8. Pregnancy Acne:  Acne is common during pregnancy. In fact, more than one out of every two pregnant women can expect to develop acne. High levels of androgen hormones especially in the first trimester can stimulate increased sebum oil production, which along with increased skin turnover and shedding dead skin cells leads to pores becoming blocked and comedone breakouts. This environment is also a fertile ground for bacteria leading to inflamed acne. Acne can vary in severity and may persist throughout pregnancy. It’s hard to predict who will develop pregnancy acne, but if you have a history of acne or have acne flares at the start of your menstrual cycle, you have a higher risk. If you do not develop acne during the first trimester, it’s unlikely you’ll develop it at all.  Managing acne when you’re pregnant can be tricky. That’s because many prescription and over-the-counter treatments come with a high risk of birth defects. In general, you should avoid any medications you don’t absolutely need when you’re pregnant that has even a remote chance of harming your baby.  Generally the safest acne treatment involve medical extractions and light-based treatments and diligent home skin care. 

  9. Occupational acne:  This is triggered by machine oils, coal tar derivatives and halogenated hydrocarbons especially by those who are exposed to them in their line of duty.

  10. Chloracne:  This is triggered by exposure to halogenated hydrocarbons such as chlorinated dioxins and dibenzofuranes through either direct contact, inhalation or ingestion of contaminated foods.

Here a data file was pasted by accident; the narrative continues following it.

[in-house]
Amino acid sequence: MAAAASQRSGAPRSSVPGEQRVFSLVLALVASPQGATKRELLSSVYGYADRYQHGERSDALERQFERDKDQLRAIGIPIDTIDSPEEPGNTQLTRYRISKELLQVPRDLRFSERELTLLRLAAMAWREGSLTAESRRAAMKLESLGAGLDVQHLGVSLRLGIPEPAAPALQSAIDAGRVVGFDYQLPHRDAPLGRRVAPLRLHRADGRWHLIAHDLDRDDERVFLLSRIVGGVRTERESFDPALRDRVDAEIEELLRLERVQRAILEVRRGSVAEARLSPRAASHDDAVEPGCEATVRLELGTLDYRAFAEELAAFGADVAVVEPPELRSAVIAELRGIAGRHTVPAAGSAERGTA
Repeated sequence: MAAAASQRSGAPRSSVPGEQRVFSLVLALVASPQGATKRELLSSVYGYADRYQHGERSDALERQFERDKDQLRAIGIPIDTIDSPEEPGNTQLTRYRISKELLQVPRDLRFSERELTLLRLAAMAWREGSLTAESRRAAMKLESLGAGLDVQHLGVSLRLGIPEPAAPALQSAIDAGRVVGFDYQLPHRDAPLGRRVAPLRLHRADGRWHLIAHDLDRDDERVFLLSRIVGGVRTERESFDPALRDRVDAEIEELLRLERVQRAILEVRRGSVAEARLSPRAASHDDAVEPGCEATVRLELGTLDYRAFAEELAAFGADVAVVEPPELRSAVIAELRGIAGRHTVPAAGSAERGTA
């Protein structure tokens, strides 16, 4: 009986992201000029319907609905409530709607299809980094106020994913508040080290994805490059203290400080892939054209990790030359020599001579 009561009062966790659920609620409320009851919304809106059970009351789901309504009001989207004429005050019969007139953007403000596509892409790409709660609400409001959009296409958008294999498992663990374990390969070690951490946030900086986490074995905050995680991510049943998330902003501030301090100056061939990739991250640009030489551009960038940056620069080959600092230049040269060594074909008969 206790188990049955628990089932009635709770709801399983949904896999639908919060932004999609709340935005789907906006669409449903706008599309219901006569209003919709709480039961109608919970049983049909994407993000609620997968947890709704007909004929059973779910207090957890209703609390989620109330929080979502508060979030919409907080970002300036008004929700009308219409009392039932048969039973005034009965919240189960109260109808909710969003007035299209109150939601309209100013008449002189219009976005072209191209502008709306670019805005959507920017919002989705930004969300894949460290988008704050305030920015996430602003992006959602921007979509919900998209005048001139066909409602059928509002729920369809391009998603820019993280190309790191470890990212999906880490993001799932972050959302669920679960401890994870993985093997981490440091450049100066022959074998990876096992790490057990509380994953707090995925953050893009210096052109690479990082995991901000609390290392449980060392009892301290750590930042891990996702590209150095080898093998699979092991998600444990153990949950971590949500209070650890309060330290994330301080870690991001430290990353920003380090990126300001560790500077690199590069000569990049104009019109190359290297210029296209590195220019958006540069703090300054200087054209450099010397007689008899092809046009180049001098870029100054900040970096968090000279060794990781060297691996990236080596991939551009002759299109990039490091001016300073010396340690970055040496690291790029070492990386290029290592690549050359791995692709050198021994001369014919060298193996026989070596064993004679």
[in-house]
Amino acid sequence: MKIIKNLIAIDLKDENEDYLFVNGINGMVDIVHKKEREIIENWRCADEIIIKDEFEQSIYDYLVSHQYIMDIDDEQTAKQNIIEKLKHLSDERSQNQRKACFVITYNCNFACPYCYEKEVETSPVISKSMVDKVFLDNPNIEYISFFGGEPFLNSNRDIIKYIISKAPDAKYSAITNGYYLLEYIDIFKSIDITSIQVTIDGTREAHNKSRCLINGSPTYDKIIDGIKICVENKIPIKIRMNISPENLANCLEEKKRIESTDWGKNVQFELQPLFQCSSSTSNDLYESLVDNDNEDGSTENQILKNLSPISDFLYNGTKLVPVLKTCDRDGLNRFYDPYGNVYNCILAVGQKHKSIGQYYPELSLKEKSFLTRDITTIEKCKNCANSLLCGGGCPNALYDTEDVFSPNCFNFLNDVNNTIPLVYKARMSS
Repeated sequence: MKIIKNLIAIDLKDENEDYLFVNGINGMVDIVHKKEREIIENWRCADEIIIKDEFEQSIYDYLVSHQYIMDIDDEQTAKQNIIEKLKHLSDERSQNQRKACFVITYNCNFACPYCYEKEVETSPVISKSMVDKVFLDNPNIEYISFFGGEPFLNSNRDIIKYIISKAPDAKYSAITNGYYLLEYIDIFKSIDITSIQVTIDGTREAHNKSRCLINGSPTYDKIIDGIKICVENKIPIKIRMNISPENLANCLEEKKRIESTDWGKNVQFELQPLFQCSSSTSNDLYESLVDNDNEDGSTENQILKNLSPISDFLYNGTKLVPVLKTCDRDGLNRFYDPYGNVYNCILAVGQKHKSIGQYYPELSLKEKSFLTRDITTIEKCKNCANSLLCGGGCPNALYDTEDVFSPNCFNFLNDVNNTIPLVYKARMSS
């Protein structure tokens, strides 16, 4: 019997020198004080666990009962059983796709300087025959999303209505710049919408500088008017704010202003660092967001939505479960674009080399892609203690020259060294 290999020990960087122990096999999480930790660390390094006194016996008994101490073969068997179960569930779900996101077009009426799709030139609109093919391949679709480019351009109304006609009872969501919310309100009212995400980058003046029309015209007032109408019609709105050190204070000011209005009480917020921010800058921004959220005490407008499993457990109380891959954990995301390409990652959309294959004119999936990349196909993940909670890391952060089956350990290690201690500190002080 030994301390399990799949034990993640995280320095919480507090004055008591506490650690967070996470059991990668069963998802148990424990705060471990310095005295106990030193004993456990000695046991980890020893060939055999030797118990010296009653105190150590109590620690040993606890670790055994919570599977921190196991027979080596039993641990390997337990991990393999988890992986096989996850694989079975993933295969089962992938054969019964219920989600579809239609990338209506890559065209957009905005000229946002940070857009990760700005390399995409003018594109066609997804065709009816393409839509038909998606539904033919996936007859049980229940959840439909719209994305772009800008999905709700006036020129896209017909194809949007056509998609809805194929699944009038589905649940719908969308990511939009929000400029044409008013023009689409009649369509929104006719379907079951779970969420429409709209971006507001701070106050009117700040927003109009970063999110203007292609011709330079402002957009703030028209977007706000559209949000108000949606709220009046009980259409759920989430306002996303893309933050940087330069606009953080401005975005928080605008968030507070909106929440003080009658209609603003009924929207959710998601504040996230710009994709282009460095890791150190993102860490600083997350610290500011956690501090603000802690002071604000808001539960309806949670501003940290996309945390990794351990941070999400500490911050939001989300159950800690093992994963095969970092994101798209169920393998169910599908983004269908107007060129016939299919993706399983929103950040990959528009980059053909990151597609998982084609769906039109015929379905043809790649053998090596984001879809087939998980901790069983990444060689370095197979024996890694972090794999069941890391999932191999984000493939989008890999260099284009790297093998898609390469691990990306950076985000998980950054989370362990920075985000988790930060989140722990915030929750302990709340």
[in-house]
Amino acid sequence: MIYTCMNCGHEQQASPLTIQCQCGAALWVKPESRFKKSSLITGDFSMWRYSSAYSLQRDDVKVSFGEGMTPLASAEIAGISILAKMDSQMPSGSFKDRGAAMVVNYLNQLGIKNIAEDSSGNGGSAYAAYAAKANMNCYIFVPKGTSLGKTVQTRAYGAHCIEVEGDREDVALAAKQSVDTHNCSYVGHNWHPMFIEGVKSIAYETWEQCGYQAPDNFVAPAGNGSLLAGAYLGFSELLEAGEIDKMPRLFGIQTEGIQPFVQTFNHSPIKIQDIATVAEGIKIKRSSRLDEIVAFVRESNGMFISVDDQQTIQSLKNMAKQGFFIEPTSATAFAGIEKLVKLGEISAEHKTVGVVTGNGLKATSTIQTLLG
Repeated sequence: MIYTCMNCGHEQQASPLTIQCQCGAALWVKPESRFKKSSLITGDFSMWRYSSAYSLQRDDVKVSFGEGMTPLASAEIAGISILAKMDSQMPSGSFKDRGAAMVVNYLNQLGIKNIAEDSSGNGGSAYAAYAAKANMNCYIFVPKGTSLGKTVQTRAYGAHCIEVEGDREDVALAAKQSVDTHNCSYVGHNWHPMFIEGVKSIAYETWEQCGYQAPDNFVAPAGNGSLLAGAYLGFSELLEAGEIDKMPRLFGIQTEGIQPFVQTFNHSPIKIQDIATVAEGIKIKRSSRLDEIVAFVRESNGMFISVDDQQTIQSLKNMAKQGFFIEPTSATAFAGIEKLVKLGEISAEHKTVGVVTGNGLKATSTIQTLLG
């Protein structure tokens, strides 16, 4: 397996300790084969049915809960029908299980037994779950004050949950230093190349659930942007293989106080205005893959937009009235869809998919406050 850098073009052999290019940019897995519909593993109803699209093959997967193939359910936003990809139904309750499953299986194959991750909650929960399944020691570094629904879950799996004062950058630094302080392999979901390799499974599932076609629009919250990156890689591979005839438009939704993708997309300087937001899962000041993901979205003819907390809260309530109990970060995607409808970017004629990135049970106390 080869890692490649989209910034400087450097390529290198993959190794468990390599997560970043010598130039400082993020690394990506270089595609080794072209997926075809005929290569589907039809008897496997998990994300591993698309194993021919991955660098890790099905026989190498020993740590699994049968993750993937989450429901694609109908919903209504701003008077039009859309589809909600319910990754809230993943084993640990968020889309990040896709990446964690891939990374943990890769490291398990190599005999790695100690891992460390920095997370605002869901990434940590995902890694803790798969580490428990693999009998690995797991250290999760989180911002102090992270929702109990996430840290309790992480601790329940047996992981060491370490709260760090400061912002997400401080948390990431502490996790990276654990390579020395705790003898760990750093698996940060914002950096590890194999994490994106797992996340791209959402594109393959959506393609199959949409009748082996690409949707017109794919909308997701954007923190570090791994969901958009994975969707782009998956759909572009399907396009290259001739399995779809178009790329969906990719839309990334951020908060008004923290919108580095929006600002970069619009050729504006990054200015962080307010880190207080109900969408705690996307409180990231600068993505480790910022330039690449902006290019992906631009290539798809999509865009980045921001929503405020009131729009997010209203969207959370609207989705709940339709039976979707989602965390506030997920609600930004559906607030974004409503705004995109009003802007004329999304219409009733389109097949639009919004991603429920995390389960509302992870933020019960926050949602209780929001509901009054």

11. Iatrogenic:   Triggered by the use of prescription medication such as phenytoin, lithium and isoniazide. It is also known as acne medicamentosa.

  12. Neonatal acne:  This is triggered by the stimulation of the newborn baby’s sebaceous glands by the mother’s hormones especially within 2 weeks of birth but may continue with continued hormonal stimulation with breast feeding. Also known as Acne Neonatorum.

  13. Acne conglobata:  It is the most severe form of acne vulgaris. It is the coalescence of deep, inflamed nodulocystic acne and can cause significant pain and disfiguring scaring. It is mostly affects men between the ages of 18 – 30 and can persist for many years. Acne conglobata is very difficult to treat and leaves severe scarring and permanent damage to the skin. It is characterized by extremely deep inflamatory cysts and nodules that connect under the dermis to other nodules. These large, often interconnected, lesions are often painful.  They can develop on the face, upper arms, chest, back, buttocks, and the thighs. The trigger is unknown but it has been associated with chromosomal abnormalities such as the XXY karyotype. Acne conglobate is sometimes very dangerous as it doesn’t have a proper treatment so far and is sometimes resistant to the usually effective drugs used in treating acne vulgaris. Therefore, it requires aggressive treatment with multiple anti-acne medications including isotretinoin as well as emotional support.